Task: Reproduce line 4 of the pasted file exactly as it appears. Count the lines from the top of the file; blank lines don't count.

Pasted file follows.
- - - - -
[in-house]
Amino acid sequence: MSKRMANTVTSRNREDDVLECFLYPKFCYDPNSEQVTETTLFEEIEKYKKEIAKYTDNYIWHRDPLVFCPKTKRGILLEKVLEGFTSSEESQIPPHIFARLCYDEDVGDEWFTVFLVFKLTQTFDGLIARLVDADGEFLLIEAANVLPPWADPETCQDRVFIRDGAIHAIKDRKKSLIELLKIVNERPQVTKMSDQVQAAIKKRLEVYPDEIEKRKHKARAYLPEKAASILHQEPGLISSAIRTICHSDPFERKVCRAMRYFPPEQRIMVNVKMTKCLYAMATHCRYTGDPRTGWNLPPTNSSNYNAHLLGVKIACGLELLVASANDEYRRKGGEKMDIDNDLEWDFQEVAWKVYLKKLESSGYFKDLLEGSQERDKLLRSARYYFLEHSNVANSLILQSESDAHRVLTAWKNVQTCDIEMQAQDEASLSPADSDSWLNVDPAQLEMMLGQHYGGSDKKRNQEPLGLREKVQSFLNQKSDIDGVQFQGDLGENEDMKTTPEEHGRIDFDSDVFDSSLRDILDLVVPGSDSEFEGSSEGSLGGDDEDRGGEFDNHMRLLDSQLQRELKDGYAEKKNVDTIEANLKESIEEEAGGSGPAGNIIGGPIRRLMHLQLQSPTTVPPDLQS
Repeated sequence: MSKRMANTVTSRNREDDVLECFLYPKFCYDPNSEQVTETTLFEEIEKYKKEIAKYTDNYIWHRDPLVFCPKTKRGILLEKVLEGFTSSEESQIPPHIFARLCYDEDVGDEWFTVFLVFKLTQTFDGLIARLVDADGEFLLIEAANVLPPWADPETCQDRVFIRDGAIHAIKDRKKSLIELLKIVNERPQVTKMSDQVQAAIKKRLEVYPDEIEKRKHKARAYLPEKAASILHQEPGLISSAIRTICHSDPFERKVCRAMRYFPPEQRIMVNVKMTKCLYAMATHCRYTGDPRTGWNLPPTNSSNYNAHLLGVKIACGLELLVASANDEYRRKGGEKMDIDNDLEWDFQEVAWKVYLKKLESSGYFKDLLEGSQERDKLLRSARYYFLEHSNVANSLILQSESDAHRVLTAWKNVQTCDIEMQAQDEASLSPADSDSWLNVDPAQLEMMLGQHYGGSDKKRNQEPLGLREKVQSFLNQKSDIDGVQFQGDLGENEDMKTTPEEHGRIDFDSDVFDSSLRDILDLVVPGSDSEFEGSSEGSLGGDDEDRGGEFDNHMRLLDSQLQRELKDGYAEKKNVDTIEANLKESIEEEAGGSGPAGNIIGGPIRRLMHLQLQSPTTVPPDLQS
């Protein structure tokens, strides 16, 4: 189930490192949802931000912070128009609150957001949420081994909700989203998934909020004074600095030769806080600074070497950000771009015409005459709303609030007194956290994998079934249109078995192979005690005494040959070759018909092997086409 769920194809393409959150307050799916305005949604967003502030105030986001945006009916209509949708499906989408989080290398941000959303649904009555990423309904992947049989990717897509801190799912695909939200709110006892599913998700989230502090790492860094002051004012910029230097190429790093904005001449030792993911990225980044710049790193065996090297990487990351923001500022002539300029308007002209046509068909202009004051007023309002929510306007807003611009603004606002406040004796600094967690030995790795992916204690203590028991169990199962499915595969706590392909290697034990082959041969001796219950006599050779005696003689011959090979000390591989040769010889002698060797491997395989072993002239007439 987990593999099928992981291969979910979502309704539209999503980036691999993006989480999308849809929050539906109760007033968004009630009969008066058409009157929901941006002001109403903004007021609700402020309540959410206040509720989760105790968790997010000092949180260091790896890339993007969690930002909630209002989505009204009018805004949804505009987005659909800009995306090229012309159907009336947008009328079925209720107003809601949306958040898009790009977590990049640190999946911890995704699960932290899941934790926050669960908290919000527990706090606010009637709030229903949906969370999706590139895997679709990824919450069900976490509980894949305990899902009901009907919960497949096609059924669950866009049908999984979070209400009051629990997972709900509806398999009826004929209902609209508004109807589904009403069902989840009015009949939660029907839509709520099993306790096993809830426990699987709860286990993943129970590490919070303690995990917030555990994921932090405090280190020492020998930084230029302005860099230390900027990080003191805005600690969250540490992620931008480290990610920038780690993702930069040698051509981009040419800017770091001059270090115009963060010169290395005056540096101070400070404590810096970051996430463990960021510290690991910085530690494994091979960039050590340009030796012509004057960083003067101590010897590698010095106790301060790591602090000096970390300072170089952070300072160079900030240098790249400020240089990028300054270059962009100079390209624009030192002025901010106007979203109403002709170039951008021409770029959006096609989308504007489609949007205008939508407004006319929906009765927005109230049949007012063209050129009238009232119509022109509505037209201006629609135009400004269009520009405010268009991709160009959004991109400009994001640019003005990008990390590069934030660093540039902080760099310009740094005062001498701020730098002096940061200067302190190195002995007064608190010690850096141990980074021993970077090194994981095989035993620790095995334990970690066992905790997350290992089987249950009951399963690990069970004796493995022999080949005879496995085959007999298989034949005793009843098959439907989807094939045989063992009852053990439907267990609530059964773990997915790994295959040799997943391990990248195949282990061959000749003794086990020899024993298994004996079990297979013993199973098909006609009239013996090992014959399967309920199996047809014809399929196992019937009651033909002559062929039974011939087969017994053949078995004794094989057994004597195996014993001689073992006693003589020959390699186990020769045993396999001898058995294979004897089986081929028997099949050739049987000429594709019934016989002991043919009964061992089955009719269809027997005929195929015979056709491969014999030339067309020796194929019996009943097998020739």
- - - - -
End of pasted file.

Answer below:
């Protein structure tokens, strides 16, 4: 189930490192949802931000912070128009609150957001949420081994909700989203998934909020004074600095030769806080600074070497950000771009015409005459709303609030007194956290994998079934249109078995192979005690005494040959070759018909092997086409 769920194809393409959150307050799916305005949604967003502030105030986001945006009916209509949708499906989408989080290398941000959303649904009555990423309904992947049989990717897509801190799912695909939200709110006892599913998700989230502090790492860094002051004012910029230097190429790093904005001449030792993911990225980044710049790193065996090297990487990351923001500022002539300029308007002209046509068909202009004051007023309002929510306007807003611009603004606002406040004796600094967690030995790795992916204690203590028991169990199962499915595969706590392909290697034990082959041969001796219950006599050779005696003689011959090979000390591989040769010889002698060797491997395989072993002239007439 987990593999099928992981291969979910979502309704539209999503980036691999993006989480999308849809929050539906109760007033968004009630009969008066058409009157929901941006002001109403903004007021609700402020309540959410206040509720989760105790968790997010000092949180260091790896890339993007969690930002909630209002989505009204009018805004949804505009987005659909800009995306090229012309159907009336947008009328079925209720107003809601949306958040898009790009977590990049640190999946911890995704699960932290899941934790926050669960908290919000527990706090606010009637709030229903949906969370999706590139895997679709990824919450069900976490509980894949305990899902009901009907919960497949096609059924669950866009049908999984979070209400009051629990997972709900509806398999009826004929209902609209508004109807589904009403069902989840009015009949939660029907839509709520099993306790096993809830426990699987709860286990993943129970590490919070303690995990917030555990994921932090405090280190020492020998930084230029302005860099230390900027990080003191805005600690969250540490992620931008480290990610920038780690993702930069040698051509981009040419800017770091001059270090115009963060010169290395005056540096101070400070404590810096970051996430463990960021510290690991910085530690494994091979960039050590340009030796012509004057960083003067101590010897590698010095106790301060790591602090000096970390300072170089952070300072160079900030240098790249400020240089990028300054270059962009100079390209624009030192002025901010106007979203109403002709170039951008021409770029959006096609989308504007489609949007205008939508407004006319929906009765927005109230049949007012063209050129009238009232119509022109509505037209201006629609135009400004269009520009405010268009991709160009959004991109400009994001640019003005990008990390590069934030660093540039902080760099310009740094005062001498701020730098002096940061200067302190190195002995007064608190010690850096141990980074021993970077090194994981095989035993620790095995334990970690066992905790997350290992089987249950009951399963690990069970004796493995022999080949005879496995085959007999298989034949005793009843098959439907989807094939045989063992009852053990439907267990609530059964773990997915790994295959040799997943391990990248195949282990061959000749003794086990020899024993298994004996079990297979013993199973098909006609009239013996090992014959399967309920199996047809014809399929196992019937009651033909002559062929039974011939087969017994053949078995004794094989057994004597195996014993001689073992006693003589020959390699186990020769045993396999001898058995294979004897089986081929028997099949050739049987000429594709019934016989002991043919009964061992089955009719269809027997005929195929015979056709491969014999030339067309020796194929019996009943097998020739």